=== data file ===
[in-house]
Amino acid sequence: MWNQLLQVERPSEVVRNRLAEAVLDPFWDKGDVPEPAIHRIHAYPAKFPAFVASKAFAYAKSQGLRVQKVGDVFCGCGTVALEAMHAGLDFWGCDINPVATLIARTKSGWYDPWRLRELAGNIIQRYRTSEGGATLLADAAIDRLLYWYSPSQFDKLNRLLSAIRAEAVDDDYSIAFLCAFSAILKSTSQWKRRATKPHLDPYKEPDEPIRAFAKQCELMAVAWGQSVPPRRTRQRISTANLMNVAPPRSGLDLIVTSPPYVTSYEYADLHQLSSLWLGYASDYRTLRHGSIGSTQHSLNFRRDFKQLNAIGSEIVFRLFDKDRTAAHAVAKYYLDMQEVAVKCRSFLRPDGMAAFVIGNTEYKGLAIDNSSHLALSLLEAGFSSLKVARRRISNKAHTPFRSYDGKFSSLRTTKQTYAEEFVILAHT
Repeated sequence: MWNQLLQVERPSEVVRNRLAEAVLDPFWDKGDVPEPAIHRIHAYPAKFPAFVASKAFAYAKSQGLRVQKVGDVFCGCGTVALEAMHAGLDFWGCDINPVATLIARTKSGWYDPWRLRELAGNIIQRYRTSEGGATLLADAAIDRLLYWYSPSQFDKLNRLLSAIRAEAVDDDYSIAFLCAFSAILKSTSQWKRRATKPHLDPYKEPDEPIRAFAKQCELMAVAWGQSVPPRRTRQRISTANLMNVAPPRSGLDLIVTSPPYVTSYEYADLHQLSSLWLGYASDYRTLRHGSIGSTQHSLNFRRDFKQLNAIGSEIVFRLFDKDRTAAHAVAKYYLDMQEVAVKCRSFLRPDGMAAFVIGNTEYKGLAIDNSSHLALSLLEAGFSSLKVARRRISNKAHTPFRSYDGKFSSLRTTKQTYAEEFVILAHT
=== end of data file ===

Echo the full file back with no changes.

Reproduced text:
[in-house]
Amino acid sequence: MWNQLLQVERPSEVVRNRLAEAVLDPFWDKGDVPEPAIHRIHAYPAKFPAFVASKAFAYAKSQGLRVQKVGDVFCGCGTVALEAMHAGLDFWGCDINPVATLIARTKSGWYDPWRLRELAGNIIQRYRTSEGGATLLADAAIDRLLYWYSPSQFDKLNRLLSAIRAEAVDDDYSIAFLCAFSAILKSTSQWKRRATKPHLDPYKEPDEPIRAFAKQCELMAVAWGQSVPPRRTRQRISTANLMNVAPPRSGLDLIVTSPPYVTSYEYADLHQLSSLWLGYASDYRTLRHGSIGSTQHSLNFRRDFKQLNAIGSEIVFRLFDKDRTAAHAVAKYYLDMQEVAVKCRSFLRPDGMAAFVIGNTEYKGLAIDNSSHLALSLLEAGFSSLKVARRRISNKAHTPFRSYDGKFSSLRTTKQTYAEEFVILAHT
Repeated sequence: MWNQLLQVERPSEVVRNRLAEAVLDPFWDKGDVPEPAIHRIHAYPAKFPAFVASKAFAYAKSQGLRVQKVGDVFCGCGTVALEAMHAGLDFWGCDINPVATLIARTKSGWYDPWRLRELAGNIIQRYRTSEGGATLLADAAIDRLLYWYSPSQFDKLNRLLSAIRAEAVDDDYSIAFLCAFSAILKSTSQWKRRATKPHLDPYKEPDEPIRAFAKQCELMAVAWGQSVPPRRTRQRISTANLMNVAPPRSGLDLIVTSPPYVTSYEYADLHQLSSLWLGYASDYRTLRHGSIGSTQHSLNFRRDFKQLNAIGSEIVFRLFDKDRTAAHAVAKYYLDMQEVAVKCRSFLRPDGMAAFVIGNTEYKGLAIDNSSHLALSLLEAGFSSLKVARRRISNKAHTPFRSYDGKFSSLRTTKQTYAEEFVILAHT